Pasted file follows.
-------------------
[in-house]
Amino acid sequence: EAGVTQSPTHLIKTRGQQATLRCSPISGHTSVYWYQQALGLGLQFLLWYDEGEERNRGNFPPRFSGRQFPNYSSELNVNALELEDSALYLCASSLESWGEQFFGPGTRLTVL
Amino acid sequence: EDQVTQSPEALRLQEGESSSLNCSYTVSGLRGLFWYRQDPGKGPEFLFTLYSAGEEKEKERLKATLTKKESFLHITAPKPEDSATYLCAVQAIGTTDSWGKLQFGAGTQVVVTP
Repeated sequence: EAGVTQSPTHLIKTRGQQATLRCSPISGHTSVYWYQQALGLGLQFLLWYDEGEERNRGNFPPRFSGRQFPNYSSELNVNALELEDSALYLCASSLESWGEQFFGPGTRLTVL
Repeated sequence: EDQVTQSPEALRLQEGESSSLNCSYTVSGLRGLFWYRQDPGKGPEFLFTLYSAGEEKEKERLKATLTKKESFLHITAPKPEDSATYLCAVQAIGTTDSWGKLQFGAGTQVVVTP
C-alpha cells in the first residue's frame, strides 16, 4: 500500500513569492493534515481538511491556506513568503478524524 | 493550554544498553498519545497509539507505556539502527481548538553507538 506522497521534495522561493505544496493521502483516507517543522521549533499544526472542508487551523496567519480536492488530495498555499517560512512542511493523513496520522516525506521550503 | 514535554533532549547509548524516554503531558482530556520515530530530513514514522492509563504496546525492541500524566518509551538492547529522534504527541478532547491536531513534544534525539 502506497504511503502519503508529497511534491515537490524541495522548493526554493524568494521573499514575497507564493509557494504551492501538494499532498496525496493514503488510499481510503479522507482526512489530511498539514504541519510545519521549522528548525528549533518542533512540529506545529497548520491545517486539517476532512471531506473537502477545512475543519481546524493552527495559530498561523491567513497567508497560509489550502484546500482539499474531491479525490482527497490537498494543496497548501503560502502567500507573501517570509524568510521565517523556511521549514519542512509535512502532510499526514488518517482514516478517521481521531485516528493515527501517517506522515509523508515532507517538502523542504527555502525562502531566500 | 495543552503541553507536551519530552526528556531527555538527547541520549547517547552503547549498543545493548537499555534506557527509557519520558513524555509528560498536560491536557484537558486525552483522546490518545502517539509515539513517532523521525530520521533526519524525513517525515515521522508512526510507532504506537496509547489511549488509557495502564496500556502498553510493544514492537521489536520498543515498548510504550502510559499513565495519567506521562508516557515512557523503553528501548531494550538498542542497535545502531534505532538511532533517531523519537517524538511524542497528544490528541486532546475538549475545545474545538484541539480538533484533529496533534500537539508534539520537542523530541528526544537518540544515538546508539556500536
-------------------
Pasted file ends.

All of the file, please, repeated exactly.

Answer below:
[in-house]
Amino acid sequence: EAGVTQSPTHLIKTRGQQATLRCSPISGHTSVYWYQQALGLGLQFLLWYDEGEERNRGNFPPRFSGRQFPNYSSELNVNALELEDSALYLCASSLESWGEQFFGPGTRLTVL
Amino acid sequence: EDQVTQSPEALRLQEGESSSLNCSYTVSGLRGLFWYRQDPGKGPEFLFTLYSAGEEKEKERLKATLTKKESFLHITAPKPEDSATYLCAVQAIGTTDSWGKLQFGAGTQVVVTP
Repeated sequence: EAGVTQSPTHLIKTRGQQATLRCSPISGHTSVYWYQQALGLGLQFLLWYDEGEERNRGNFPPRFSGRQFPNYSSELNVNALELEDSALYLCASSLESWGEQFFGPGTRLTVL
Repeated sequence: EDQVTQSPEALRLQEGESSSLNCSYTVSGLRGLFWYRQDPGKGPEFLFTLYSAGEEKEKERLKATLTKKESFLHITAPKPEDSATYLCAVQAIGTTDSWGKLQFGAGTQVVVTP
C-alpha cells in the first residue's frame, strides 16, 4: 500500500513569492493534515481538511491556506513568503478524524 | 493550554544498553498519545497509539507505556539502527481548538553507538 506522497521534495522561493505544496493521502483516507517543522521549533499544526472542508487551523496567519480536492488530495498555499517560512512542511493523513496520522516525506521550503 | 514535554533532549547509548524516554503531558482530556520515530530530513514514522492509563504496546525492541500524566518509551538492547529522534504527541478532547491536531513534544534525539 502506497504511503502519503508529497511534491515537490524541495522548493526554493524568494521573499514575497507564493509557494504551492501538494499532498496525496493514503488510499481510503479522507482526512489530511498539514504541519510545519521549522528548525528549533518542533512540529506545529497548520491545517486539517476532512471531506473537502477545512475543519481546524493552527495559530498561523491567513497567508497560509489550502484546500482539499474531491479525490482527497490537498494543496497548501503560502502567500507573501517570509524568510521565517523556511521549514519542512509535512502532510499526514488518517482514516478517521481521531485516528493515527501517517506522515509523508515532507517538502523542504527555502525562502531566500 | 495543552503541553507536551519530552526528556531527555538527547541520549547517547552503547549498543545493548537499555534506557527509557519520558513524555509528560498536560491536557484537558486525552483522546490518545502517539509515539513517532523521525530520521533526519524525513517525515515521522508512526510507532504506537496509547489511549488509557495502564496500556502498553510493544514492537521489536520498543515498548510504550502510559499513565495519567506521562508516557515512557523503553528501548531494550538498542542497535545502531534505532538511532533517531523519537517524538511524542497528544490528541486532546475538549475545545474545538484541539480538533484533529496533534500537539508534539520537542523530541528526544537518540544515538546508539556500536